Much has been written, spoken and broadcast in recent years about the high cost of guardianship and conservatorship. The natural tendency of the system has been to make it more difficult to get guardians and conservators appointed, and to require them to provide more information, more frequently. Though that may be a positive development, it has the (presumably unintended) effect of making the process not only more difficult, but also more expensive.

So — guardianship and conservatorship can be difficult, expensive, even ineffective. Not always, of course, but there is a possibility and it proves to be the case too often. What can beleaguered family members do?

Most lawyers practicing in the field spend the first portion of any contact with a new client talking about how to avoid guardianship and conservatorship proceedings. Did your family member sign a health care power of attorney, a financial power of attorney, a living will, a living trust? Are there other ways to get done what needs to be done? What bad things will happen if we (that is, the family and the lawyers acting together) simply do not file a guardianship or conservatorship proceeding, even if one is warranted? Are there ways to get agreement from all the family members in advance, in order to hold down legal costs?

One important concern, at least in the case of adult guardianship and conservatorship: we will ultimately need to be able to prove that your family member has a medical, mental, emotional or other problem that prevents them from making their own personal or financial decisions. We will need medical evidence. Have you spoken with your family member’s physician, or psychologist, or other member of their treatment team? Can you get a letter from that person describing diagnosis, prognosis and any functional limitations? Without that, we may not be able to proceed. With that in hand, though, the process may be significantly streamlined.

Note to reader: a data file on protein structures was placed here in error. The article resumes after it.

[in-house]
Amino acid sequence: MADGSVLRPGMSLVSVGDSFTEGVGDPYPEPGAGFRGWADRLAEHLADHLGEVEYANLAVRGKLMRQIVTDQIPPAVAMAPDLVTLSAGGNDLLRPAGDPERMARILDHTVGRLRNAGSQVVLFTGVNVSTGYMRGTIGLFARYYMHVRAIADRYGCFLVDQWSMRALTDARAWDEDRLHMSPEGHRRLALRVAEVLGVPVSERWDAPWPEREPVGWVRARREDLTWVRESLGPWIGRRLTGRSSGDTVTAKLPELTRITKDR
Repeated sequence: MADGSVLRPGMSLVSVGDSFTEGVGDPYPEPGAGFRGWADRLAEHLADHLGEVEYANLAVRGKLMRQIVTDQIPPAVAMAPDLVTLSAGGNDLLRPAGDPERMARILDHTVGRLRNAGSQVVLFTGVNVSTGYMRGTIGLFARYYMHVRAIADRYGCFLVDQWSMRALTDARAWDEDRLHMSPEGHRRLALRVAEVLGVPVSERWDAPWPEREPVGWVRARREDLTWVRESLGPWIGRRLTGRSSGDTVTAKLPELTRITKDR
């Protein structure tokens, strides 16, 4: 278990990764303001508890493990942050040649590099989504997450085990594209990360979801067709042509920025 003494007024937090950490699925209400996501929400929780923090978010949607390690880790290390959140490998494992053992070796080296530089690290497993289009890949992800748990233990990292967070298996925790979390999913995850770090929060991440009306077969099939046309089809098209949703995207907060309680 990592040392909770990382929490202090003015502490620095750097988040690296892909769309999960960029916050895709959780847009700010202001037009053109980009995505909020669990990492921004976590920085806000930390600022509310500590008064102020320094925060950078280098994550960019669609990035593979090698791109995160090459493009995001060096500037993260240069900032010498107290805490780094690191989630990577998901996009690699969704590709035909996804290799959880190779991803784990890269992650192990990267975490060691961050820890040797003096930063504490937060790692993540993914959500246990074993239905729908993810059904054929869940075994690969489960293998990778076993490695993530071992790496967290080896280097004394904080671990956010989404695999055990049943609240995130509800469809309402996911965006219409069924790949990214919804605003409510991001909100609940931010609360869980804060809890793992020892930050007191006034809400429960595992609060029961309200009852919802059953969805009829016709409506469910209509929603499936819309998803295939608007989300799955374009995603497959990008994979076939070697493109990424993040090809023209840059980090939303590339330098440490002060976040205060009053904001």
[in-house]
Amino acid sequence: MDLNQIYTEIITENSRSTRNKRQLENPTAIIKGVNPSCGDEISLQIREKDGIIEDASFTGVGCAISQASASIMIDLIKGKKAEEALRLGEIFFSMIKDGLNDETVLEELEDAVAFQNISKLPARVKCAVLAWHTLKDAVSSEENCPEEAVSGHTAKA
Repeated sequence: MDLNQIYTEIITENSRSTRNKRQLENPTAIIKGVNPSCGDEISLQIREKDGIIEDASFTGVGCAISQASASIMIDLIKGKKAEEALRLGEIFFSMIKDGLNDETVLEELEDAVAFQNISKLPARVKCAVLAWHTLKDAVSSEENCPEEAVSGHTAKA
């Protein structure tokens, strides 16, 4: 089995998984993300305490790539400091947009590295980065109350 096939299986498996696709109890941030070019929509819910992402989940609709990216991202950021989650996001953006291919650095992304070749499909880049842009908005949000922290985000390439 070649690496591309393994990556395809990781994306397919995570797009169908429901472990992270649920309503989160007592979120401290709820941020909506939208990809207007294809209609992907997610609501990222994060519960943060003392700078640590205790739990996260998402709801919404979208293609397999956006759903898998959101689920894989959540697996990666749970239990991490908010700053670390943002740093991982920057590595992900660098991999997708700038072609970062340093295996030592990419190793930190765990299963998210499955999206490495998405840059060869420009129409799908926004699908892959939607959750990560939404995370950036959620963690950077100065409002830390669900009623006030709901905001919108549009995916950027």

Getting guardianship or conservatorship can be expensive, emotionally wrenching, and sometimes even ultimately unsatisfying. Sometimes, however, it is absolutely necessary. We just need to be sure you are prepared for the cost, the procedures, the limitations, and the possibilities in this type of legal proceeding. That’s why you hire a lawyer, after all.

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12 Responses

  1. I’m guardin of my adult SMI son I’ve had durable power of attorney I moved to Santa cruz co & no one here would except these legal documents , not his mental health care , not the judge,I have had these powers for 11 yrs, then told I had to be guardin, why wouldn’t these government agency’s accept them? Do they have any power here in Santa cruz county az?

  2. Nancy:
    It’s impossible to answer your question without a review of the actual documents and circumstances. In general, though, if you have been appointed guardian by a court in another jurisdiction, and that guardianship is still in effect, you should be able to get it recognized in Arizona. It sounds like you need to hire an attorney.

    Robert B. Fleming
    Fleming & Curti, PLC
    330 N. Granada Ave.
    Tucson, Arizona 85701
    520-622-0400

  3. Jane

     /  July 22, 2016

    Hello. I have a question as to why there would be a conservator appointed to open a restricted account of $1,700? In the situation here, the conservator is the mother of the minor child.

  4. Jane: